But, Carrie explained, she started the book in 1999, Cobain’s suicide was still pretty fresh in the minds of those who knew him. So some people weren’t ready to talk about the singer for the book.
And there was also a fear of Cobain’s widow, Courtney Love, and concerns about how she might retaliate against those who spoke with Carrie.
But with the re-issue in 2014 (one of several since it was first published), Carrie said she was disappointed the publisher didn’t give her the opportunity to update the book for the anniversary of Cobain’s death. If she had, Carrie said she was confident more people would be willing to speak to her.
Since this is a re-issue of the original book, said Carrie (who has written several books since than including “Cherry Bomb: The Ultimate Guide to Becoming a Better Flirt, a Tougher Chick, and a Hotter Girlfriend,” “Living Life Like a Rock Star,”, and “Tera Patrick’s Sinner Takes All: A Memoir of Love & Porn”), she wanted to do something more than just let the book become another product that exploited the tragic anniversary. In an effort to give back, and in recognition of Cobain’s lifelong battle with depression, she is selling signed copies of her re-issued book on her website with a percentage of the sales of each book being donated to the American Foundation for Suicide Prevention.
As someone who was a fan of Nirvana and who has written about Nirvana, Carrie was asked why she thought the band is still the topic of conversation and still resides in the hearts of music fans 20 years after its break-up.
“Good music lasts forever,” said Carrie, “first and foremost.”
Also, she said, Cobain was “the voice of the generation… of the misfit kids.”
The genius of Cobain was “he struck a chord at such a visceral level,” said Carrie. His feelings are shared by each generation of kids who don’t think they fit in.
Additionally, the band had a defining impact on pop culture at large.
Carrie said Nirvana “really turned the music industry on its ass and turned it upside down.”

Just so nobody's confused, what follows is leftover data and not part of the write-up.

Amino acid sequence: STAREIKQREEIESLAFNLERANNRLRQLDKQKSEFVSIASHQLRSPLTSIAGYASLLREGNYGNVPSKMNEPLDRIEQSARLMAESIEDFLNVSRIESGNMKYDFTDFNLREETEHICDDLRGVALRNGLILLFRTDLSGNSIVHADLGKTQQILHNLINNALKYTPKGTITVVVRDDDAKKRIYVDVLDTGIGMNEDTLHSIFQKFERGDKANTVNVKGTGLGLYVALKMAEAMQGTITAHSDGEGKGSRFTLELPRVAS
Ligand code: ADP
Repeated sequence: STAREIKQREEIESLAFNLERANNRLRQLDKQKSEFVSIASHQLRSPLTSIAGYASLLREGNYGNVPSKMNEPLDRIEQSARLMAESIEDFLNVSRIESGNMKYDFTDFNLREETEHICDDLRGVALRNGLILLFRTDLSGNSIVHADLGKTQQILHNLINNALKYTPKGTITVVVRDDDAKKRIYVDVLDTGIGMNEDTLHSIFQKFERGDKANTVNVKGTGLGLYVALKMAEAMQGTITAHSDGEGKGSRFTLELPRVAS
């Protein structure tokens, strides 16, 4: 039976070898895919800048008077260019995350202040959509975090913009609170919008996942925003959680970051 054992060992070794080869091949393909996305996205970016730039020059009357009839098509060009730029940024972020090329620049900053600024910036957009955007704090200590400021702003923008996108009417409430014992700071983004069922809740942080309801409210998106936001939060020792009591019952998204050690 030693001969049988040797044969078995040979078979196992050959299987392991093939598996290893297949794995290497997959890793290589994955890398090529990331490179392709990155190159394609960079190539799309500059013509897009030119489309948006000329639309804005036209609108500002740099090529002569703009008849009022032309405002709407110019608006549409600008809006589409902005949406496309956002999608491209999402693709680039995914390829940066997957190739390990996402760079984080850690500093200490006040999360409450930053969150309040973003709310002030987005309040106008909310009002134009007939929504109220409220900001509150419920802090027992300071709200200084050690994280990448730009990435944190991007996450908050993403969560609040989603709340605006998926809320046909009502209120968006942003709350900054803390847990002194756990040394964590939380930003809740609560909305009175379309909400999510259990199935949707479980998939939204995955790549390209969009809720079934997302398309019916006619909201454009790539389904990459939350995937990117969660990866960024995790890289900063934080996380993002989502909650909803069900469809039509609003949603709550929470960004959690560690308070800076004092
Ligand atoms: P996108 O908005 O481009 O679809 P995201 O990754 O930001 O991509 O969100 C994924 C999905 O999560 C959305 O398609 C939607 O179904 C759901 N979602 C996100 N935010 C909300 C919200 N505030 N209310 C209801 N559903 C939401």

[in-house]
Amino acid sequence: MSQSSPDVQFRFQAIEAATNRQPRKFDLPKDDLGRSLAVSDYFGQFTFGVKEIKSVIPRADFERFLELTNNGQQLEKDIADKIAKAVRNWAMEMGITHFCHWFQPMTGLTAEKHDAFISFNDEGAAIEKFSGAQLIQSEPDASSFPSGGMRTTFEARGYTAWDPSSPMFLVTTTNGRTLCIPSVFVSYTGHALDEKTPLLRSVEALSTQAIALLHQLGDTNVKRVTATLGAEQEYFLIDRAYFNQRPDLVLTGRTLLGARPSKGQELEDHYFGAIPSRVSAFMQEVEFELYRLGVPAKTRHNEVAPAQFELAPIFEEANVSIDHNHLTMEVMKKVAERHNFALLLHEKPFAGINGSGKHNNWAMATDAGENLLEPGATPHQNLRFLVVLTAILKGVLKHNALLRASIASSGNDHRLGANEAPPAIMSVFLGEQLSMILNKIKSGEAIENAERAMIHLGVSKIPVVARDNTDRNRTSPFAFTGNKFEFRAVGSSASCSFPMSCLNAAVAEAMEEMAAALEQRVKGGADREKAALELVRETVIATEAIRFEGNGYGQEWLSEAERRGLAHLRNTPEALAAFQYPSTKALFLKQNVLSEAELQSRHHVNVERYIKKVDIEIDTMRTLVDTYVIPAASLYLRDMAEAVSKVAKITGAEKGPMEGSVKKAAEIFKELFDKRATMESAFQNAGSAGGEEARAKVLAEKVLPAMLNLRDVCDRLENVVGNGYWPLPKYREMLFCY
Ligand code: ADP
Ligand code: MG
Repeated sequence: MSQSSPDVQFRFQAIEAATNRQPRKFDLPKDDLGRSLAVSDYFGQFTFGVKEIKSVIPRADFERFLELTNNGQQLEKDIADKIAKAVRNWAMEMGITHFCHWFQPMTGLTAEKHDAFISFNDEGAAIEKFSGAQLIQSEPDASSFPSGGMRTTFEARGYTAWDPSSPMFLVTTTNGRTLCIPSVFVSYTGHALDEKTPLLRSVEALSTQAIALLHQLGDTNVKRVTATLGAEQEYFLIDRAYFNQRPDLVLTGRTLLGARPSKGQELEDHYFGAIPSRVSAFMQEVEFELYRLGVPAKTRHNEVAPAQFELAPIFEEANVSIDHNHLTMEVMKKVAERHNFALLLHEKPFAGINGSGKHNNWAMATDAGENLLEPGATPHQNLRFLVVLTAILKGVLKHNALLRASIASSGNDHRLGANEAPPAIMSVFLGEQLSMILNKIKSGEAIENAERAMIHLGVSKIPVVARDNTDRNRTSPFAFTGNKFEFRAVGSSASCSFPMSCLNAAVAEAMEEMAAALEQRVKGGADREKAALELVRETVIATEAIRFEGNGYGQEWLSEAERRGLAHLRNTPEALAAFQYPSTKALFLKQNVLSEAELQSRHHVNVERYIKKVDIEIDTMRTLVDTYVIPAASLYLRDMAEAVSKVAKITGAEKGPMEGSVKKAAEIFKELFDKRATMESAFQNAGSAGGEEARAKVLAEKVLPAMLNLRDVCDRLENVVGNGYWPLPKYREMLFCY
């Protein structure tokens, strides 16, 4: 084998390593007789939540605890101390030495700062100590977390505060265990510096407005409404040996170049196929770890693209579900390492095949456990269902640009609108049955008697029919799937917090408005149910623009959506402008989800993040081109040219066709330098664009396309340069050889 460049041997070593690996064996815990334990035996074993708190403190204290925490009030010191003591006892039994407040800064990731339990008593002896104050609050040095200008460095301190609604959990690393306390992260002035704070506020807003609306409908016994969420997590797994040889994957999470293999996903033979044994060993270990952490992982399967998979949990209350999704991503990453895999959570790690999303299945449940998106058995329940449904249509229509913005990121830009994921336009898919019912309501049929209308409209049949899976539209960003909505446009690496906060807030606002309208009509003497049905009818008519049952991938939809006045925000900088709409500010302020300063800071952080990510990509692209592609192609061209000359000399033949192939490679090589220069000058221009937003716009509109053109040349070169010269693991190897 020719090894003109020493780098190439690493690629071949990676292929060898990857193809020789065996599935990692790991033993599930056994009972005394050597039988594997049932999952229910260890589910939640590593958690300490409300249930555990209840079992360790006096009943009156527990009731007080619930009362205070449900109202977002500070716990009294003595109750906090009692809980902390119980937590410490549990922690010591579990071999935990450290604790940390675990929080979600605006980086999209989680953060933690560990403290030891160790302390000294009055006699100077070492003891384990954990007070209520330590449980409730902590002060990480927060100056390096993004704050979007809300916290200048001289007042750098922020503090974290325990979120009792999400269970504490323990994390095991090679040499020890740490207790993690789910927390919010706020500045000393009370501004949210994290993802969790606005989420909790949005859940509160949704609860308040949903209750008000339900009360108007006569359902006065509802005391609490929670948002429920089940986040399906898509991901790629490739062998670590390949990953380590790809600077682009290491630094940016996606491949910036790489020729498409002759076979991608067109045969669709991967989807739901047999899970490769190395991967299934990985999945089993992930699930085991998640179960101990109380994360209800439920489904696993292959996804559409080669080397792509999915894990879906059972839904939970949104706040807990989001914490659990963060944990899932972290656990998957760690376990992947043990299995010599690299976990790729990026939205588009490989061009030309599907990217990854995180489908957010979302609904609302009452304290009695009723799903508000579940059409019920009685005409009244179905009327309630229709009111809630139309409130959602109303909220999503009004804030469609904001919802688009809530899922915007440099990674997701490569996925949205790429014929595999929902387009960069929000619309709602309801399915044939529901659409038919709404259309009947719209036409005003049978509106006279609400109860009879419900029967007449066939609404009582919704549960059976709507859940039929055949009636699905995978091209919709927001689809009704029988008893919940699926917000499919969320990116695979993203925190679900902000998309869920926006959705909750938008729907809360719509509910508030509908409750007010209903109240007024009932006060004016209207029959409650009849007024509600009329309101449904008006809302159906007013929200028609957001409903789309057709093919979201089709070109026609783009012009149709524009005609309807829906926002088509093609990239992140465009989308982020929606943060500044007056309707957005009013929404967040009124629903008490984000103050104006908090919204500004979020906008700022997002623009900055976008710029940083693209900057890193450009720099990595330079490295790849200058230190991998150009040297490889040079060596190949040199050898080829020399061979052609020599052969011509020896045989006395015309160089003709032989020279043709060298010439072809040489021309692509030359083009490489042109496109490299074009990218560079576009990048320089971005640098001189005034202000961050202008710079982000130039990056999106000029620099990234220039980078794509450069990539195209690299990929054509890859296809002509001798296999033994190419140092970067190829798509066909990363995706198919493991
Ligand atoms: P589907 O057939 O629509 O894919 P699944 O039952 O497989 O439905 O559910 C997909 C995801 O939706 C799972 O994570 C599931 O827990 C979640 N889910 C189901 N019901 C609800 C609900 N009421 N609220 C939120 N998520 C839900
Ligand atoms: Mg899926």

Prior to the band’s arrival on the national scene, music fans were enamored with the “big hair” metal bands (think Poison and Whitesnake). Once Nirvana arrived, almost overnight, all of those bands disappeared from the charts.
Also, said Carrie, people still talk about Nirvana because Cobain did kill himself. “It just made him more of an icon like John Lennon or Elvis Presley.” If Cobain simply had passed away from old age, Carrie said his impact and the band’s impact would not have been nearly as great.
“We remember tragedy more than the good things.”
And what would have Cobain thought about his band being inducted into the Rock and Roll Hall of Fame, if he had lived?
Carrie was blunt. She said she didn’t think Cobain would have survived long enough to see the induction. If he had not killed himself in 1994, even if he had sought treatment for his depression, he still probably would have killed himself at a later date.
That said, said Carrie addressing the question, “Kurt struggled with fame. He didn’t want to be popular… He was very outspoken about his struggle.”
But if he were alive today, said Carrie, “He’d show up (to the Rock Roll Hall of Fame induction and make light of it) with some statement t-shirt… such as ‘Hall of Shame.’”
For more information about Carrie Borzillo and “Nirvana: In The Words of the People Who Were There,” go to CarrieBorzillo.com
By MIKE CHAIKEN